As Leeds becomes increasingly known as a gastro hub, Scott Manson reveals why Ishho is taking Japanese food to the next level….
At first glance, Issho feels less like a restaurant and more like a private dining club. There’s a tucked-away entrance with a lift that whooshes us up to the third floor, a smartly suited greeter who welcomes us and – once in the bar area – a DJ playing a brilliantly judged selection of deep house and dance classics.
This restaurant has been described as Leeds’ answer to Nobu but, in truth, it feels closer to Soho House. It’s a chic eatery in the city’s newly fashionable Victoria Gate area that’s attracted plaudits since opening for its modern Japanese food, from sushi and tempura to dishes from the robata grill. The skyline views from its outdoor terrace also help add to the member’s club vibe.
We were given a great corner table with a view of the handsome room, all blonde wood, buzzing tables and a big open kitchen. Occasional flashes of flame on the grill would puff out bursts of fragrant smoke from the meats and fish that the chefs kept dancing above the charcoal. I was seriously hungry and smelling this was like an exquisite form of torture.
We enjoyed a couple of glasses of Nyetimber Classic Cuvee as we waited, placing ourselves in the hands of the sommelier when it came to pairing wine to our orders. Some fabulous sashimi kicked things off – pearly, firm scallops and sea-fresh salmon artfully draped over crushed ice. Pillowy bao buns followed, some with crunchy chicken katsu and others with punchy spicy tofu. This was already a heavenly meal, but the delights just kept coming.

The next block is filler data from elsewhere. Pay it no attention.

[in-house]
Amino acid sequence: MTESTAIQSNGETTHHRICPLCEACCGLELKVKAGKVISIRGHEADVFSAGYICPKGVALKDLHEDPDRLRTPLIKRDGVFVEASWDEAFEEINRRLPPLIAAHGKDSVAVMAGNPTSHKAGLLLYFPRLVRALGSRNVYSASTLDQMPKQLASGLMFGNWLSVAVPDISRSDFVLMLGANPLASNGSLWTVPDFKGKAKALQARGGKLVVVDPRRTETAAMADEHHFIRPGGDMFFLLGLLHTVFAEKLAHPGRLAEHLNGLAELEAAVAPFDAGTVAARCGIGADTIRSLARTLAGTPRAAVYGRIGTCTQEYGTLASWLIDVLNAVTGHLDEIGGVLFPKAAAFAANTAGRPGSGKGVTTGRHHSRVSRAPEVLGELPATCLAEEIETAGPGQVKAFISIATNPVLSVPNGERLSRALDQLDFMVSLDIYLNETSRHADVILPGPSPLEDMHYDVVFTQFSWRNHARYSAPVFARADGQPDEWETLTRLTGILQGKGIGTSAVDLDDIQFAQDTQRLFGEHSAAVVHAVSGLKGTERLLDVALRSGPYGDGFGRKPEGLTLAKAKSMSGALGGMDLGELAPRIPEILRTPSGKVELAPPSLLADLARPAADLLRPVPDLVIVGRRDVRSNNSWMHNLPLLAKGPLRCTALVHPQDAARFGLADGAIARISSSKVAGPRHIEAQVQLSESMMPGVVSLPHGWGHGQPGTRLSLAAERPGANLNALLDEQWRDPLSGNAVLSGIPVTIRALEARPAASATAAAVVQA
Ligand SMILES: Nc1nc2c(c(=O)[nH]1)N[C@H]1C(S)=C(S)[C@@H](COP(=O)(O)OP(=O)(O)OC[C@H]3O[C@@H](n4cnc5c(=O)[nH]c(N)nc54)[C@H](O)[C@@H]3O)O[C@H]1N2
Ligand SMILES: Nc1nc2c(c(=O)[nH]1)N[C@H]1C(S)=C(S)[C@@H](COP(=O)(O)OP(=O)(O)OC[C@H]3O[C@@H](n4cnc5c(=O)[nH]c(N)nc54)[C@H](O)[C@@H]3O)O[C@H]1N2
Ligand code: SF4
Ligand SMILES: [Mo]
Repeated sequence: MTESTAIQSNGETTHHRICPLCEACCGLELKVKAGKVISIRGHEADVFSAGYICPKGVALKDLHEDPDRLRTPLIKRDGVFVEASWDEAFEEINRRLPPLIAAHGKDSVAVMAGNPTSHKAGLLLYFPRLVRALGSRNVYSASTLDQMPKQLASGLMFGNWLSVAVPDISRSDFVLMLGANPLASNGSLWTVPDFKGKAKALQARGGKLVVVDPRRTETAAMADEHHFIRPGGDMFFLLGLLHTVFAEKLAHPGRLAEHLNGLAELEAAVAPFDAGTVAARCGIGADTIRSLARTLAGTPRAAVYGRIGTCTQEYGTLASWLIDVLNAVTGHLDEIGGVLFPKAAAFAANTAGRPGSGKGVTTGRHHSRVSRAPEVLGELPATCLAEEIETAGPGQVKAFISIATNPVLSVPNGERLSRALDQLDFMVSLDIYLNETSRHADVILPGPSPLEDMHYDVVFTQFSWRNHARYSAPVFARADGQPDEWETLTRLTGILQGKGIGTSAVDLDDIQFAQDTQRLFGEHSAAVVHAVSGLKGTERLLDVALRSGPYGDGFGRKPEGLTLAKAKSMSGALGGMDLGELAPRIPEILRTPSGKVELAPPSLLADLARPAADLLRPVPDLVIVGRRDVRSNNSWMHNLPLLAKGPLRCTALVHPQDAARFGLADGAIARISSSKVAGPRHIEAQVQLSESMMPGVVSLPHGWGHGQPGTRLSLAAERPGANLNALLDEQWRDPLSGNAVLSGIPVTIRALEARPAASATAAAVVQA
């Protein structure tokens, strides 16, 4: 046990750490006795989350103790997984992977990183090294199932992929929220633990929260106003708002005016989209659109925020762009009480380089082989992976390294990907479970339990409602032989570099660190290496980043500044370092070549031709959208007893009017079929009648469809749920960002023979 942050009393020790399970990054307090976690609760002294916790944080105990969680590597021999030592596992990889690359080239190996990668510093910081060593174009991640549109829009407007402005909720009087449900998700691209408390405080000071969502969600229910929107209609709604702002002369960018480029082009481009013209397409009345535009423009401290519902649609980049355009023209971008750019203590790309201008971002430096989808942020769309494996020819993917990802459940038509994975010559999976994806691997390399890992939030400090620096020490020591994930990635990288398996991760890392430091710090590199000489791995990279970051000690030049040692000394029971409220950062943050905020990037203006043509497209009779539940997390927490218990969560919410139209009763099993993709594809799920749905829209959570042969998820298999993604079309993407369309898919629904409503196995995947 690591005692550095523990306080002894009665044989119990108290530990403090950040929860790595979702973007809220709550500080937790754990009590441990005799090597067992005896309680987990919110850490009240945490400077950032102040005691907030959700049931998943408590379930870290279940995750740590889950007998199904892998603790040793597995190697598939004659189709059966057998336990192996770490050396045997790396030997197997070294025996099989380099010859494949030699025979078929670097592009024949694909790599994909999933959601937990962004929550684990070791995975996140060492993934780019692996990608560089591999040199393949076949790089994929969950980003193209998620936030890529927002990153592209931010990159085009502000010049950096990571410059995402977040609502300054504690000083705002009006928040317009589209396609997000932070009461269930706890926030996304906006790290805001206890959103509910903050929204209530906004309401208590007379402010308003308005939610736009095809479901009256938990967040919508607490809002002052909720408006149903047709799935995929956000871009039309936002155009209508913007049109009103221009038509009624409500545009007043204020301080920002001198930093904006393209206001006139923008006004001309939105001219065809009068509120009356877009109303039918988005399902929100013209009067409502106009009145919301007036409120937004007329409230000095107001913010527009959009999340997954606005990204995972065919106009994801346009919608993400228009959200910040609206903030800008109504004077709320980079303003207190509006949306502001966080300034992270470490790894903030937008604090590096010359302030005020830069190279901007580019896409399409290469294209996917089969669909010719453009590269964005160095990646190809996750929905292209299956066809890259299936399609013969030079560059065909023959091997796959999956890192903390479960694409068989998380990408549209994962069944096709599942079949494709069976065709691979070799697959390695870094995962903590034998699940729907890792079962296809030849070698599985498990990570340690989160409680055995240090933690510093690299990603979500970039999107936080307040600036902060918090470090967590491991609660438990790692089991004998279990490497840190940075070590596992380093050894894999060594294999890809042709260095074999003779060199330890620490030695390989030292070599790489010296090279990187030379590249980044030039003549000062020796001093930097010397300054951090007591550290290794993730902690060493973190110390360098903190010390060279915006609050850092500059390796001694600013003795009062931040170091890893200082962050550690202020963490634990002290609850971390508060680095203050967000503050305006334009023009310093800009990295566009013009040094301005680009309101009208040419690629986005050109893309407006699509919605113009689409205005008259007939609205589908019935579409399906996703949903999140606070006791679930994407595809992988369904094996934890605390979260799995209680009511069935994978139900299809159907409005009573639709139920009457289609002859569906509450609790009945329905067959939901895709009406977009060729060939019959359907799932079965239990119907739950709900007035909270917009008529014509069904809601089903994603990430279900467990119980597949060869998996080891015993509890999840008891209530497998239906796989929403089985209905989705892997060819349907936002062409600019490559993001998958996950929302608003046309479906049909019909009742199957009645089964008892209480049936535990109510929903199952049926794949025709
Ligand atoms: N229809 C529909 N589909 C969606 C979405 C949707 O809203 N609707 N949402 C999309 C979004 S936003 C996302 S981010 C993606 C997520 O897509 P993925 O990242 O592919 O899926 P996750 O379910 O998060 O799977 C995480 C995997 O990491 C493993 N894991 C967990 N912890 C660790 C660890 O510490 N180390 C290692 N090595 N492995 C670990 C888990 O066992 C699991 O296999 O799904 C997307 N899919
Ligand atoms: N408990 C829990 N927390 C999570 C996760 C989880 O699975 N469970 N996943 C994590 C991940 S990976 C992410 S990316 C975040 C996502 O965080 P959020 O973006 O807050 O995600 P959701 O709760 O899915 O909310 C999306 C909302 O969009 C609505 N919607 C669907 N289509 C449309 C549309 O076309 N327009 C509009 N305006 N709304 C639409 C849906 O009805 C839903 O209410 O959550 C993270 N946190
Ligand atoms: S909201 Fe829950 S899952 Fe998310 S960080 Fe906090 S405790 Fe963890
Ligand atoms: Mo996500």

We doubled down on crab – from delicate soft-shell crab to chunky California maki packed with crab, avocado and fish roe. Smoked eel made an appearance too, its heady fragrance mixing with a surprising sweetness on the tongue.
Then it was time for the showstoppers: a 200g rib-eye steak cooked robatayaki-style (meaning “fireside grilling”). Served with a smoked shiso béarnaise, umami butter and Issho steak sauce, this was a premium hunk of protein done perfectly. I know, I know, we’re all trying to eat less meat, but surely that means that, when you do, you owe it to yourself to enjoy some of the very best?
The final big hitter came in the form of a handsome hunk of black cod, marinated in miso paste and grilled until beautifully browned. The flakes that fell off it had required no dressing or tricky cheffy techniques – this tangy, buttery creation was a simple affair, and simply delicious.
There was little need for dessert after such a feast, so we retired to the bar instead – emerging three espresso martinis later. Because Issho isn’t just a place to enjoy superb Japanese food, it’s also where the city’s bright young things gather for pre-club cocktails. So as we were departing, their night was just starting and – given the generational difference between us – it felt like the perfect handover.
Leeds’ restaurant scene has become increasingly impressive – and Issho is definitely in the top tier.
For more information, go to www.issho-restaurant.com.